I speak, as no doubt other noble Lords could, with some feeling about this, having served on a Royal Commission recently and on a number of such committees. My point this evening is not to complain about this situation but to make the point that, despite the lack of public interest in the prisons, to which Mr. Justice May himself alludes, here is a report produced with the necessary speed to cope with what was well described by Lord Longford as a crisis, some of the observations of which and, I would say, the main tenor of which would be ignored only to the discredit of the Government—although they did not themselves set up this committee—and certainly against the public interest.

I propose to strike a more positive note than the noble Earl and some other speakers, and I am glad to join with the noble Lord, Lord Foot, in doing so, and I shall, I assure your Lordships, touch on only a few of the main areas in the report. I would say about those who criticise it that there are dangers in striking a general note of condemnation about a report of this importance in perhaps encouraging the Government to take little or no action on it; it is necessary to be positive. It is logical to start with administration and management. In mild disagreement with the noble Earl, I was personally glad to note the proposal that the chairman of the Prisons Board, as head of the service, should not necessarily be a civil servant; and equally, if not more importantly, that he should serve for at least five years, and preferably for seven years.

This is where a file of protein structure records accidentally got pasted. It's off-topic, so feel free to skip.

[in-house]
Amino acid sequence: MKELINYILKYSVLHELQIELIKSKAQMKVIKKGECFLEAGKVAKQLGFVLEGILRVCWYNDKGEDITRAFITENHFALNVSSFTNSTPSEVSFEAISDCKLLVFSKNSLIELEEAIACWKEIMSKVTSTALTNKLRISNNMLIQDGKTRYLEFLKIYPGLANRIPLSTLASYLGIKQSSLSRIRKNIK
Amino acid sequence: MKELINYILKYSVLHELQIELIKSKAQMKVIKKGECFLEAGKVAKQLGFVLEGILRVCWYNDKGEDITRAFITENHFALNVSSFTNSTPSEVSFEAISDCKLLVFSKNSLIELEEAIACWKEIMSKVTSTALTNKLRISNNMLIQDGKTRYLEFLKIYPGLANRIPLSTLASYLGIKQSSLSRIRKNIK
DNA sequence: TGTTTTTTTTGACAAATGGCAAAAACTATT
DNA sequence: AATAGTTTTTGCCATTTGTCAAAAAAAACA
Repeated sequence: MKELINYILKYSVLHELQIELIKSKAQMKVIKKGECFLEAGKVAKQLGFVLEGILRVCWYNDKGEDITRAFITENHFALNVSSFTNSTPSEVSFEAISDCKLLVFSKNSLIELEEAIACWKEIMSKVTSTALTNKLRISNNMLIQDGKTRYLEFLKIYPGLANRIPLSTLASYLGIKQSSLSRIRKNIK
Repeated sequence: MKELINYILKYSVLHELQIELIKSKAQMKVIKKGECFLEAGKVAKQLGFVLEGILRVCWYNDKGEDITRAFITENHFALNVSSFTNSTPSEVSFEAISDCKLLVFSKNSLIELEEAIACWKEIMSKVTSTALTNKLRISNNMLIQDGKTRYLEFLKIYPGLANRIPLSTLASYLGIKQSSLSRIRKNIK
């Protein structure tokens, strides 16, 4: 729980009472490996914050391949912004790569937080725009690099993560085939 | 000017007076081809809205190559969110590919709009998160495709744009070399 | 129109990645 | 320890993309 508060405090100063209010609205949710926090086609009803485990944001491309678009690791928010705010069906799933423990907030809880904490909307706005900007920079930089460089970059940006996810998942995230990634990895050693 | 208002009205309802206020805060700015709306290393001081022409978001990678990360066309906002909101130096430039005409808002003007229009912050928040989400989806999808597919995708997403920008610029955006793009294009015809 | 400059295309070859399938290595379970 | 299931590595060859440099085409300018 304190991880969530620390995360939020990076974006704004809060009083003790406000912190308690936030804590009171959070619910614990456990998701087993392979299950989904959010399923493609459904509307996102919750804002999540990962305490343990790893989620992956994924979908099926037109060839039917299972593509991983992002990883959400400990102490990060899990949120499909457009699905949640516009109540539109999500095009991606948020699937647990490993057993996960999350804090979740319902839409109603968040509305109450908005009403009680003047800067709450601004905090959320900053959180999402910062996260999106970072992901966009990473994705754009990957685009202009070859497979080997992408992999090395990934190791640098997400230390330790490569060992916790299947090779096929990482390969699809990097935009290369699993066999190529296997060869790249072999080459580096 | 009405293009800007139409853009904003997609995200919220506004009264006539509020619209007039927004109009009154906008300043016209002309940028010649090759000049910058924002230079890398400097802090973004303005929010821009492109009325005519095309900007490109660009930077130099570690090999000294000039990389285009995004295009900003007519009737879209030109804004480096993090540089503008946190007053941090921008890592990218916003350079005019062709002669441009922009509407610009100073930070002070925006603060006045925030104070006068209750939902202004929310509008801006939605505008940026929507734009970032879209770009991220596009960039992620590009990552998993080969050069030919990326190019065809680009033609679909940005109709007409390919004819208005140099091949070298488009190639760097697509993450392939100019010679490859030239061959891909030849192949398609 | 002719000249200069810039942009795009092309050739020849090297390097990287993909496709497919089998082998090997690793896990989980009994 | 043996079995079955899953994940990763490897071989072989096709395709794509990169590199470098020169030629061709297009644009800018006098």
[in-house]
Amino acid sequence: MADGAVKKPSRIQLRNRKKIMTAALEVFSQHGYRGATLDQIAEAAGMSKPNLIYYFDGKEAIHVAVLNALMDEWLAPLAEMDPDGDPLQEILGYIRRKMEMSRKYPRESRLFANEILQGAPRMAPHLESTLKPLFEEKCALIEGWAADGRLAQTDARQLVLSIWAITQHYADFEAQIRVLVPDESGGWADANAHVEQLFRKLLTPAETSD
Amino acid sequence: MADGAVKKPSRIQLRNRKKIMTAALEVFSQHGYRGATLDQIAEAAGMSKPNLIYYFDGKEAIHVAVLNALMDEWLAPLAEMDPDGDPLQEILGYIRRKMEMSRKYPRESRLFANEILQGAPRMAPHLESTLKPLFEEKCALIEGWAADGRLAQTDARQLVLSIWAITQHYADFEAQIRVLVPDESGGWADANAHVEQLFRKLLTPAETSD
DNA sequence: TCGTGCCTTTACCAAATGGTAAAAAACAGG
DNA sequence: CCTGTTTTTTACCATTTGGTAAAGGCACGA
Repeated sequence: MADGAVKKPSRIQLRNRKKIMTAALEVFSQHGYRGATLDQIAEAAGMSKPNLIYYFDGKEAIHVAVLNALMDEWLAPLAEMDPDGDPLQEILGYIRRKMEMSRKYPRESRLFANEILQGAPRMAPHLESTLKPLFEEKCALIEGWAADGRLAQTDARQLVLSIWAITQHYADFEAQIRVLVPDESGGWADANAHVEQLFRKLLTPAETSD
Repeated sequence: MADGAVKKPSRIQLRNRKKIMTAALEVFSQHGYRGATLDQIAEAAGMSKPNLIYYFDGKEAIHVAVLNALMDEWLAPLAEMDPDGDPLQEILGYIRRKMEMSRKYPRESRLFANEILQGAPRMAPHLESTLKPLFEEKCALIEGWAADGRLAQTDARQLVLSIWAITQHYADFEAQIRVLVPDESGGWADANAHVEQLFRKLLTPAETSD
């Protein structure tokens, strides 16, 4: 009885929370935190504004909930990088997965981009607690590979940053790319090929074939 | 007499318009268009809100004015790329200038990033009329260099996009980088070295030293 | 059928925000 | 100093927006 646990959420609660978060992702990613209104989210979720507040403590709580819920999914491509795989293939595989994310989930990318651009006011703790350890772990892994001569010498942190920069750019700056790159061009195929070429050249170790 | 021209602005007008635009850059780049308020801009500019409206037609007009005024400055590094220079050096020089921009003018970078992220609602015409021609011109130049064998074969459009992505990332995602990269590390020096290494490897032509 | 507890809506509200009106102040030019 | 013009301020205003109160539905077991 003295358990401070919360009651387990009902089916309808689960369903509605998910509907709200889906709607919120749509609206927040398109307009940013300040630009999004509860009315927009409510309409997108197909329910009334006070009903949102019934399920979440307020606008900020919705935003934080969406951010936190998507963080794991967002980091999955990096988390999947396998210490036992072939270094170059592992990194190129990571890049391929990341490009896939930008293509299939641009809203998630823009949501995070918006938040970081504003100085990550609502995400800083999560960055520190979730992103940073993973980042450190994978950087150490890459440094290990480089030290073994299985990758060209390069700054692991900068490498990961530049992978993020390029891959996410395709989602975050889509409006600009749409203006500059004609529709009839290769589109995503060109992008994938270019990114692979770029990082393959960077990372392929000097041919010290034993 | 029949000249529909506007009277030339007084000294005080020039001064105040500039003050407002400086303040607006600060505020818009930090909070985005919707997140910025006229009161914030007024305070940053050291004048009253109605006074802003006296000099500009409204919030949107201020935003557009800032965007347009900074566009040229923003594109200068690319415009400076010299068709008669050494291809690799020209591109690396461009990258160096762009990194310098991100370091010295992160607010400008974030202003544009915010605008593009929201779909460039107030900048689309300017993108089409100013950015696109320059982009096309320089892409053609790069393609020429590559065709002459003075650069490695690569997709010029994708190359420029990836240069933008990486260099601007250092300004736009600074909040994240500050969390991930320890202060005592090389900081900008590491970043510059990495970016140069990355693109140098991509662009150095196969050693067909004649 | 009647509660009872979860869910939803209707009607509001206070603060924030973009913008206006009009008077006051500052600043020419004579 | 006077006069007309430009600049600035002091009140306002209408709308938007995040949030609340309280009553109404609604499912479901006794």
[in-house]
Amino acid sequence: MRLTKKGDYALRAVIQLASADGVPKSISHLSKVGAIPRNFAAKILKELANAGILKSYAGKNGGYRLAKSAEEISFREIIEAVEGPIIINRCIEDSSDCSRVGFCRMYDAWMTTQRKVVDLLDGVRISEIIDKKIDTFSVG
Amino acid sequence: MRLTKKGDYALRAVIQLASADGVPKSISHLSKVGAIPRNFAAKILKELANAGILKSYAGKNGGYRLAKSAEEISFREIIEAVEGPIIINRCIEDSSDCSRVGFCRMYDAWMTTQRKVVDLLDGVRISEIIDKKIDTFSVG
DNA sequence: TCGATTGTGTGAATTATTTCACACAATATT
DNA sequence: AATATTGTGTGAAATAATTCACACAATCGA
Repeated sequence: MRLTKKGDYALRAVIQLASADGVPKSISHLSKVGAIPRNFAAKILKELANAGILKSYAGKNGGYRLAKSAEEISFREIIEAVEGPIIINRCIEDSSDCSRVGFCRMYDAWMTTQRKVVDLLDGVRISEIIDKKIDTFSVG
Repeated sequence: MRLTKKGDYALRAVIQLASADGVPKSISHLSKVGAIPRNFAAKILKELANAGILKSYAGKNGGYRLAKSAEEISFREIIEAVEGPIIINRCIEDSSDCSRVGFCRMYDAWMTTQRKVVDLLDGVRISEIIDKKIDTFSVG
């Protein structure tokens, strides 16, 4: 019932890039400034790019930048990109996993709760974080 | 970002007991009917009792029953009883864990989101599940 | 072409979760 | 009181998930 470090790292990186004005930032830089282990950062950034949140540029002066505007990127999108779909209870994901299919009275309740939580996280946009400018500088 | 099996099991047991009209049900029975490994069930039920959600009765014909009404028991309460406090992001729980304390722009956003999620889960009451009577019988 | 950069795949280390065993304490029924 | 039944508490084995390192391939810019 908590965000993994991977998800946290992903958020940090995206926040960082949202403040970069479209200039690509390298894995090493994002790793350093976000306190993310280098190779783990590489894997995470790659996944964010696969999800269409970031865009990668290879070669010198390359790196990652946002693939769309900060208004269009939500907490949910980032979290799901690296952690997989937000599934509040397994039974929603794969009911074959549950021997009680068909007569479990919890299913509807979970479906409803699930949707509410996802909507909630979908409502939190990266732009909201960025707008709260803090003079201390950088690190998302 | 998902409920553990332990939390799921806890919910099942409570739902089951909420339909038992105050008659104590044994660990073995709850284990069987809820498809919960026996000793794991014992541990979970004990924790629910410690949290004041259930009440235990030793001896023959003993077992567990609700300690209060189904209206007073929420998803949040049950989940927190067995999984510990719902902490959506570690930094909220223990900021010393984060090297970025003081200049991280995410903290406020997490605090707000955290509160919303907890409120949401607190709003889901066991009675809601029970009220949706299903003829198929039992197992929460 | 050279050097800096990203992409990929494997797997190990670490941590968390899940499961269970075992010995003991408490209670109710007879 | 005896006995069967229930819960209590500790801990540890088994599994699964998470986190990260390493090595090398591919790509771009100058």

The Earl of LONGFORD

My Lords, I was not complaining of anything except the way in which they made their proposal, which renders it completely meaningless. He should either be a civil servant or not, or an ex-governor. I was not criticising anything except the absurdity.


I shall be coming to that in a moment, my Lords. I intend no disrespect whatever to the very able deputy secretaries who have held this post for a number of years in the past, but I say that the lack of identity within the service and in the mind of the public at large of the head of the service and the limited term it has been held have, I think, been one of its main structural weaknesses. I was glad to note the prospect which is held out to prison governors to aspire to this summit, this peak of their profession, and I hope that future service chiefs will, as May has recommended, serve for a full seven years. Taking the noble Earl's point, surely the essential point is that the best person should be selected for the job regardless of where he comes from, and that he should serve for an adequate time.

At the level of the prisons, I like the references to a new management style and to leadership from the centre. A uniformed service is of course necessarily traditionally hierarchical, but I am convinced that under able management—and let there be no doubting the wealth of management skills among the governor grades in the Prison Service—the service could be democratised without detriment to essential discipline, and I take a side glance at the noble and gallant Field Marshal in the hope that he will support me in that thought.